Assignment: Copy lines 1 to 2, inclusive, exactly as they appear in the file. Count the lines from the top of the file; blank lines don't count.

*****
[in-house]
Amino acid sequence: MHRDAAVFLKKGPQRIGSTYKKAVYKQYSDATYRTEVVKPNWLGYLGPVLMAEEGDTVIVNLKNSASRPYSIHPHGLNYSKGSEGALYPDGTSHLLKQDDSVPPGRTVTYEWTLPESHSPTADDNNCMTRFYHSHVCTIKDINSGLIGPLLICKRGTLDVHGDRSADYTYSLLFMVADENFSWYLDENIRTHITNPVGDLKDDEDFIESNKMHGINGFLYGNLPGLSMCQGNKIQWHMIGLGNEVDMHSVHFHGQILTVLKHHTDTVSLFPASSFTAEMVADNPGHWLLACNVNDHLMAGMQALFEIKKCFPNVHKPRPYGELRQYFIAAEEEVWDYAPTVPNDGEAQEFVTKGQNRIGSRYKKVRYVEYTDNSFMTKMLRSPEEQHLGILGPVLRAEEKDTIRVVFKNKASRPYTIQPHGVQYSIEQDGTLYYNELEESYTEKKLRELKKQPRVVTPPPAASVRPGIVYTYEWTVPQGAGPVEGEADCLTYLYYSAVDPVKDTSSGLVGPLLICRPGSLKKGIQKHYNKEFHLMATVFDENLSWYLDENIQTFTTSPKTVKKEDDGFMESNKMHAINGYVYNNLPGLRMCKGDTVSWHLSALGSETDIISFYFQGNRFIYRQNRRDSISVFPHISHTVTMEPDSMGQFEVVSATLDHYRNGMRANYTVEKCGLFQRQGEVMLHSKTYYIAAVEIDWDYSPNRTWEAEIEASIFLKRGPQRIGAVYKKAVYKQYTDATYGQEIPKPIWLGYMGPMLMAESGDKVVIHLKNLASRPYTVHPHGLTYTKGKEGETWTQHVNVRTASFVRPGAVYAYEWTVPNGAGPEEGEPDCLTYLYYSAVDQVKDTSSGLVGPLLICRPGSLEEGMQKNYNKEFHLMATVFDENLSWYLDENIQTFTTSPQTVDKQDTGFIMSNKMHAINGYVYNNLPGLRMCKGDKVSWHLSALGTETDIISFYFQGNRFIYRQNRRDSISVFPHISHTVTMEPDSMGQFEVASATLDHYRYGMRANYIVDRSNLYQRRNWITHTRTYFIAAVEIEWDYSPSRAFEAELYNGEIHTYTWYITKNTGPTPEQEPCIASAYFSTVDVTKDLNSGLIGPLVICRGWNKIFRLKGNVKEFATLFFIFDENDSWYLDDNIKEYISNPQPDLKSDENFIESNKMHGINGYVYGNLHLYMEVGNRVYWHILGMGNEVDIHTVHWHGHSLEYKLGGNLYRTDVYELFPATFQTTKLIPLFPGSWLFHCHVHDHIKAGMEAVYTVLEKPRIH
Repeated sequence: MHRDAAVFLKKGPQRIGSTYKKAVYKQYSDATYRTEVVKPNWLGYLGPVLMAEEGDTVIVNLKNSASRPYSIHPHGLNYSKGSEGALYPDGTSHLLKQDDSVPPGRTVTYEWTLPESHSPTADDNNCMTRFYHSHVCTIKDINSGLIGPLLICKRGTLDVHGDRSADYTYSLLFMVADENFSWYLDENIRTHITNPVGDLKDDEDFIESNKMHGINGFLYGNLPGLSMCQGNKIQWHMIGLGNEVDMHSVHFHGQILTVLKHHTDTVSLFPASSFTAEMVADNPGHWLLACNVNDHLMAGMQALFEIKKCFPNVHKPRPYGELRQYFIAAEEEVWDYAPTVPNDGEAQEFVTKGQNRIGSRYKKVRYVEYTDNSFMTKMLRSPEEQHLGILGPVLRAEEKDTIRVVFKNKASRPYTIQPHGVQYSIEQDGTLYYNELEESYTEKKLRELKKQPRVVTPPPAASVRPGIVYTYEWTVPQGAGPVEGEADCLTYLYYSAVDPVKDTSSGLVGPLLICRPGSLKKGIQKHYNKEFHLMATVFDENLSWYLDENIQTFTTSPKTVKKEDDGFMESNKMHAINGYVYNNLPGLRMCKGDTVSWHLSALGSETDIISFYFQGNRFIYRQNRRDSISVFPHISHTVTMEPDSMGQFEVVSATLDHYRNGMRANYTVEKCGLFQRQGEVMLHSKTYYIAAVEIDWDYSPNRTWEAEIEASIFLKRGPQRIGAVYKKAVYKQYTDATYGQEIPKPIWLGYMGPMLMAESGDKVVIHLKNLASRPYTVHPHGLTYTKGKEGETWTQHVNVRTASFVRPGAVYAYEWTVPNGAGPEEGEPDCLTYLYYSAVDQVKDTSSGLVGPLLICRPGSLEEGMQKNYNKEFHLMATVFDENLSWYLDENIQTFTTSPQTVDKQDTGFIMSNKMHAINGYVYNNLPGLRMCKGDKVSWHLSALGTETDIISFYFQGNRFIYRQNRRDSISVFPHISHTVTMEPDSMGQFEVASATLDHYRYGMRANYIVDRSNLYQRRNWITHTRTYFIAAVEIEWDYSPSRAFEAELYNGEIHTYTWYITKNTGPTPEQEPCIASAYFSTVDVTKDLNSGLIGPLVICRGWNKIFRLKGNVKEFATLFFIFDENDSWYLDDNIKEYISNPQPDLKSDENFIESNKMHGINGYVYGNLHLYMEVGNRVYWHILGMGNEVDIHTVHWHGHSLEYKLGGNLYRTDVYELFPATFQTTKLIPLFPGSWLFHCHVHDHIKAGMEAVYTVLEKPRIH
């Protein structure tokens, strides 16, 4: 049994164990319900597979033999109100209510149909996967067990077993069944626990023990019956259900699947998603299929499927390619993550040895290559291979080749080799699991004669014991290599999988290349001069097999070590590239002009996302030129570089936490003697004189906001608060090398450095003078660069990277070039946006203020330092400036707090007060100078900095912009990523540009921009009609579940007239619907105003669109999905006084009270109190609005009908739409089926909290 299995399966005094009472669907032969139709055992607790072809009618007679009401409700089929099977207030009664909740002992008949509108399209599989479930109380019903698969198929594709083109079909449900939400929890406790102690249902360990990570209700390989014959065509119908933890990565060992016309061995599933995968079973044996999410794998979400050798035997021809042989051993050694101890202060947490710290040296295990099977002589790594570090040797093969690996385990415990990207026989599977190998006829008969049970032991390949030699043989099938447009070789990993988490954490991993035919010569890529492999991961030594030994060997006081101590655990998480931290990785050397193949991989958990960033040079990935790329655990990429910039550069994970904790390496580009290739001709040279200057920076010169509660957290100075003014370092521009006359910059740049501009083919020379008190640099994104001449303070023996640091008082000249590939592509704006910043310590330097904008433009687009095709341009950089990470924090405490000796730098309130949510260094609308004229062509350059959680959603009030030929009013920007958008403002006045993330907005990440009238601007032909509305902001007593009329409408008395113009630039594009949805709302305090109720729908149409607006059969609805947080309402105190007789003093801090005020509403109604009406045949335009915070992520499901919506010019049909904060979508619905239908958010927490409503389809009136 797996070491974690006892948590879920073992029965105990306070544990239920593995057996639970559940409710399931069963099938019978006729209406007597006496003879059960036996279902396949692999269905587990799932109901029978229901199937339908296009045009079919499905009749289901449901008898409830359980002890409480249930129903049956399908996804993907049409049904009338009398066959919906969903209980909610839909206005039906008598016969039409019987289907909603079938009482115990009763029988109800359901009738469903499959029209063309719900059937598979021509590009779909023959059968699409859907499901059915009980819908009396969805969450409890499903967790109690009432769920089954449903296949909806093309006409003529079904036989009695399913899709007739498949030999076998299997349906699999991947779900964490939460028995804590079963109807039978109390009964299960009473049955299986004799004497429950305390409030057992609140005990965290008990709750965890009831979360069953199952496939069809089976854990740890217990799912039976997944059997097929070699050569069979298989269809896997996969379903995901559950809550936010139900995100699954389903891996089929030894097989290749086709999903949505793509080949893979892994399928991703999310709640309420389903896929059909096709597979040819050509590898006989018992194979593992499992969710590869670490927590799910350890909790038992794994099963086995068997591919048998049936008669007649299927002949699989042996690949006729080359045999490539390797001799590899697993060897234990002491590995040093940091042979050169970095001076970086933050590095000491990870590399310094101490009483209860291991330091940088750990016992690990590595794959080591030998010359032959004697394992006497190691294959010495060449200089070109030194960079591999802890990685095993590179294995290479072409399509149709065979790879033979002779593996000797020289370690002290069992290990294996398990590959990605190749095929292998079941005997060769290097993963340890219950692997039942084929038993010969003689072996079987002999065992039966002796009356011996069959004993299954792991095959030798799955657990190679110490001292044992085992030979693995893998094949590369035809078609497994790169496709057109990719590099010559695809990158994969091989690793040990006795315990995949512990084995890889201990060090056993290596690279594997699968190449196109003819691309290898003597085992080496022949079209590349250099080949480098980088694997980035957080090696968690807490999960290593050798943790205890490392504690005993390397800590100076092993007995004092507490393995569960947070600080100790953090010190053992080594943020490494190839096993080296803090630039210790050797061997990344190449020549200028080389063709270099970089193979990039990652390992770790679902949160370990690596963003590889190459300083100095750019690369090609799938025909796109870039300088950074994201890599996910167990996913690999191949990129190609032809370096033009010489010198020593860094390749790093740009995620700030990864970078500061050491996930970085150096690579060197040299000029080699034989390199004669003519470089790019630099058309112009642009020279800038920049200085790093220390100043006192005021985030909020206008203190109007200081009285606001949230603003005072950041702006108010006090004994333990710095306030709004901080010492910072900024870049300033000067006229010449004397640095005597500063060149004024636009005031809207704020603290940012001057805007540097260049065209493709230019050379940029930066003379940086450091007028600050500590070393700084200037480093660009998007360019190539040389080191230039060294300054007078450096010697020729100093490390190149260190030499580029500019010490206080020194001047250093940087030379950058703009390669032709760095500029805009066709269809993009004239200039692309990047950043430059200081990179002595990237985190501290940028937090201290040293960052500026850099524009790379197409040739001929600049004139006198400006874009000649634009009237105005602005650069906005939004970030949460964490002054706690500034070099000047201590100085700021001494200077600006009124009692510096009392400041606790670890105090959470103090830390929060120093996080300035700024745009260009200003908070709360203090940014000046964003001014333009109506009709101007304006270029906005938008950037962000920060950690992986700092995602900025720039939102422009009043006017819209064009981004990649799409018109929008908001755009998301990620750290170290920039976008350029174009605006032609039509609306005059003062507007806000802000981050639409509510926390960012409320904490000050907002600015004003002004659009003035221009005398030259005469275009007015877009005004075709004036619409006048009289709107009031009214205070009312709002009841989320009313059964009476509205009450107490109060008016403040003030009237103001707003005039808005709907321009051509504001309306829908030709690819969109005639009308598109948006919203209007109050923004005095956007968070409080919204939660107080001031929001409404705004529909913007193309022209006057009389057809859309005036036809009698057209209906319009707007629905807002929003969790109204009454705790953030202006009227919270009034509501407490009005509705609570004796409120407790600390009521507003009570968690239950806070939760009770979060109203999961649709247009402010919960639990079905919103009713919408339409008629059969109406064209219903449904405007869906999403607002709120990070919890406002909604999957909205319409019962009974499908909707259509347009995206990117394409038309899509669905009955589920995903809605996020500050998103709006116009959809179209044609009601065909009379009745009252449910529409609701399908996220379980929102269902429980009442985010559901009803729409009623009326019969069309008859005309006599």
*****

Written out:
[in-house]
Amino acid sequence: MHRDAAVFLKKGPQRIGSTYKKAVYKQYSDATYRTEVVKPNWLGYLGPVLMAEEGDTVIVNLKNSASRPYSIHPHGLNYSKGSEGALYPDGTSHLLKQDDSVPPGRTVTYEWTLPESHSPTADDNNCMTRFYHSHVCTIKDINSGLIGPLLICKRGTLDVHGDRSADYTYSLLFMVADENFSWYLDENIRTHITNPVGDLKDDEDFIESNKMHGINGFLYGNLPGLSMCQGNKIQWHMIGLGNEVDMHSVHFHGQILTVLKHHTDTVSLFPASSFTAEMVADNPGHWLLACNVNDHLMAGMQALFEIKKCFPNVHKPRPYGELRQYFIAAEEEVWDYAPTVPNDGEAQEFVTKGQNRIGSRYKKVRYVEYTDNSFMTKMLRSPEEQHLGILGPVLRAEEKDTIRVVFKNKASRPYTIQPHGVQYSIEQDGTLYYNELEESYTEKKLRELKKQPRVVTPPPAASVRPGIVYTYEWTVPQGAGPVEGEADCLTYLYYSAVDPVKDTSSGLVGPLLICRPGSLKKGIQKHYNKEFHLMATVFDENLSWYLDENIQTFTTSPKTVKKEDDGFMESNKMHAINGYVYNNLPGLRMCKGDTVSWHLSALGSETDIISFYFQGNRFIYRQNRRDSISVFPHISHTVTMEPDSMGQFEVVSATLDHYRNGMRANYTVEKCGLFQRQGEVMLHSKTYYIAAVEIDWDYSPNRTWEAEIEASIFLKRGPQRIGAVYKKAVYKQYTDATYGQEIPKPIWLGYMGPMLMAESGDKVVIHLKNLASRPYTVHPHGLTYTKGKEGETWTQHVNVRTASFVRPGAVYAYEWTVPNGAGPEEGEPDCLTYLYYSAVDQVKDTSSGLVGPLLICRPGSLEEGMQKNYNKEFHLMATVFDENLSWYLDENIQTFTTSPQTVDKQDTGFIMSNKMHAINGYVYNNLPGLRMCKGDKVSWHLSALGTETDIISFYFQGNRFIYRQNRRDSISVFPHISHTVTMEPDSMGQFEVASATLDHYRYGMRANYIVDRSNLYQRRNWITHTRTYFIAAVEIEWDYSPSRAFEAELYNGEIHTYTWYITKNTGPTPEQEPCIASAYFSTVDVTKDLNSGLIGPLVICRGWNKIFRLKGNVKEFATLFFIFDENDSWYLDDNIKEYISNPQPDLKSDENFIESNKMHGINGYVYGNLHLYMEVGNRVYWHILGMGNEVDIHTVHWHGHSLEYKLGGNLYRTDVYELFPATFQTTKLIPLFPGSWLFHCHVHDHIKAGMEAVYTVLEKPRIH